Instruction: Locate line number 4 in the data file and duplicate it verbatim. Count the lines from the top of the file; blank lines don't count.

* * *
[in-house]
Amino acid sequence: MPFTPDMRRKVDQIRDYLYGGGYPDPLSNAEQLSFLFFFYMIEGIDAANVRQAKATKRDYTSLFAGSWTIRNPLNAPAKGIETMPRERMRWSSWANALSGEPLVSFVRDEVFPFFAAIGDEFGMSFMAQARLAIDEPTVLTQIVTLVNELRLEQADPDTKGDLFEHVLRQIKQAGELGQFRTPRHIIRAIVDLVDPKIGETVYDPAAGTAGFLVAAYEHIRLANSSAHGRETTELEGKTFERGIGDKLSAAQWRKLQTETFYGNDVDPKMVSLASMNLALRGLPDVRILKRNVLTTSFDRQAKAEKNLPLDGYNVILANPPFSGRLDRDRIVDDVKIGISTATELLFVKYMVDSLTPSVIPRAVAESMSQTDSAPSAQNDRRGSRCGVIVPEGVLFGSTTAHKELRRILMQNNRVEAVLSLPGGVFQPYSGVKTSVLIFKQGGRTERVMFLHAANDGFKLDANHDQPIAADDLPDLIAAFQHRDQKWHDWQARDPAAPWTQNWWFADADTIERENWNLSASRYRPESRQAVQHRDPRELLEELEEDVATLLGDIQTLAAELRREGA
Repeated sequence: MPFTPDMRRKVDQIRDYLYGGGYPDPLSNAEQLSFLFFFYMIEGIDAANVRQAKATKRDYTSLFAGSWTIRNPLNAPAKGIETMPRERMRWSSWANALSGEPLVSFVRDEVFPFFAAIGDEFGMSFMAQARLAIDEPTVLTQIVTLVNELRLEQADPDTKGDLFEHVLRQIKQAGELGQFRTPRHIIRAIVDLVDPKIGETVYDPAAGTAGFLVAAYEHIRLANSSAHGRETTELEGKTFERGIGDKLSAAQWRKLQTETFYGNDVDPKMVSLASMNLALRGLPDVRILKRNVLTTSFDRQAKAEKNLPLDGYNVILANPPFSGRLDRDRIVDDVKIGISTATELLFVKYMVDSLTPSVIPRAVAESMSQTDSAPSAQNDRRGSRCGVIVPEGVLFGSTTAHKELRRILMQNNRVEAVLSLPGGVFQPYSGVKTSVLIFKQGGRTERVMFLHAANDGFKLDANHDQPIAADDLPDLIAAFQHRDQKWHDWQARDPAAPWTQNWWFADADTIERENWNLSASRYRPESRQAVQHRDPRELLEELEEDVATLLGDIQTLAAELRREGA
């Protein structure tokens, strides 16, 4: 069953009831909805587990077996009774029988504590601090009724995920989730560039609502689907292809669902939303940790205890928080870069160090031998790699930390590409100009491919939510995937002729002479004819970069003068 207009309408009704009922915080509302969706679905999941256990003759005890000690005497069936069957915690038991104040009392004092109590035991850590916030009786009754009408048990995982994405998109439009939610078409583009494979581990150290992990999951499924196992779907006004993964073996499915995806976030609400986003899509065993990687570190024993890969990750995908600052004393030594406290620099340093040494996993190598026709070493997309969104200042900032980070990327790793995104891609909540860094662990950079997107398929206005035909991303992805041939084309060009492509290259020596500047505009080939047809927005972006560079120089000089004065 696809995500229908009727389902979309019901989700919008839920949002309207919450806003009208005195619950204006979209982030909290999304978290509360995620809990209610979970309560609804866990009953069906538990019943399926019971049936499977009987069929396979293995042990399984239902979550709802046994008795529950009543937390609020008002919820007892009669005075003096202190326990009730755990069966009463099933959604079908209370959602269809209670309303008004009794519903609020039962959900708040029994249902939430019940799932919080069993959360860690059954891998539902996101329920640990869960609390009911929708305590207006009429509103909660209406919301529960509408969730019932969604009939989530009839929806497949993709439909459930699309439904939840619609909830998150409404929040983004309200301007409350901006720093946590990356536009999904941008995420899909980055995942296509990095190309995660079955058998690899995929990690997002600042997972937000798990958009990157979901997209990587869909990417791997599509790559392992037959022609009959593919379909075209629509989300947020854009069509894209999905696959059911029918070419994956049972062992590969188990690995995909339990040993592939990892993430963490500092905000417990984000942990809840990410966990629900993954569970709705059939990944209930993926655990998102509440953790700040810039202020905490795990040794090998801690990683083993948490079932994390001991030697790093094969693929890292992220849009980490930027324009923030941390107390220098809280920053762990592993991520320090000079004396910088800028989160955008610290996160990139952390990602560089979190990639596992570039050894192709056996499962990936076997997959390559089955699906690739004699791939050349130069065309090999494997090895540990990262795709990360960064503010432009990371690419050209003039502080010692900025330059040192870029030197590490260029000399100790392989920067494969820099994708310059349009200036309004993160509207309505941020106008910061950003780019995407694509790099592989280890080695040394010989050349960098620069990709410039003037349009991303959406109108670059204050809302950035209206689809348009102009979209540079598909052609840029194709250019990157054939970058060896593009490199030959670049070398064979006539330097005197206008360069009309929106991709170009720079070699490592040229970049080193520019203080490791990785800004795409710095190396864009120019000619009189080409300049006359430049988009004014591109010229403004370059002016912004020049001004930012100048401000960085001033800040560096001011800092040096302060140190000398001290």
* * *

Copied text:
């Protein structure tokens, strides 16, 4: 069953009831909805587990077996009774029988504590601090009724995920989730560039609502689907292809669902939303940790205890928080870069160090031998790699930390590409100009491919939510995937002729002479004819970069003068 207009309408009704009922915080509302969706679905999941256990003759005890000690005497069936069957915690038991104040009392004092109590035991850590916030009786009754009408048990995982994405998109439009939610078409583009494979581990150290992990999951499924196992779907006004993964073996499915995806976030609400986003899509065993990687570190024993890969990750995908600052004393030594406290620099340093040494996993190598026709070493997309969104200042900032980070990327790793995104891609909540860094662990950079997107398929206005035909991303992805041939084309060009492509290259020596500047505009080939047809927005972006560079120089000089004065 696809995500229908009727389902979309019901989700919008839920949002309207919450806003009208005195619950204006979209982030909290999304978290509360995620809990209610979970309560609804866990009953069906538990019943399926019971049936499977009987069929396979293995042990399984239902979550709802046994008795529950009543937390609020008002919820007892009669005075003096202190326990009730755990069966009463099933959604079908209370959602269809209670309303008004009794519903609020039962959900708040029994249902939430019940799932919080069993959360860690059954891998539902996101329920640990869960609390009911929708305590207006009429509103909660209406919301529960509408969730019932969604009939989530009839929806497949993709439909459930699309439904939840619609909830998150409404929040983004309200301007409350901006720093946590990356536009999904941008995420899909980055995942296509990095190309995660079955058998690899995929990690997002600042997972937000798990958009990157979901997209990587869909990417791997599509790559392992037959022609009959593919379909075209629509989300947020854009069509894209999905696959059911029918070419994956049972062992590969188990690995995909339990040993592939990892993430963490500092905000417990984000942990809840990410966990629900993954569970709705059939990944209930993926655990998102509440953790700040810039202020905490795990040794090998801690990683083993948490079932994390001991030697790093094969693929890292992220849009980490930027324009923030941390107390220098809280920053762990592993991520320090000079004396910088800028989160955008610290996160990139952390990602560089979190990639596992570039050894192709056996499962990936076997997959390559089955699906690739004699791939050349130069065309090999494997090895540990990262795709990360960064503010432009990371690419050209003039502080010692900025330059040192870029030197590490260029000399100790392989920067494969820099994708310059349009200036309004993160509207309505941020106008910061950003780019995407694509790099592989280890080695040394010989050349960098620069990709410039003037349009991303959406109108670059204050809302950035209206689809348009102009979209540079598909052609840029194709250019990157054939970058060896593009490199030959670049070398064979006539330097005197206008360069009309929106991709170009720079070699490592040229970049080193520019203080490791990785800004795409710095190396864009120019000619009189080409300049006359430049988009004014591109010229403004370059002016912004020049001004930012100048401000960085001033800040560096001011800092040096302060140190000398001290």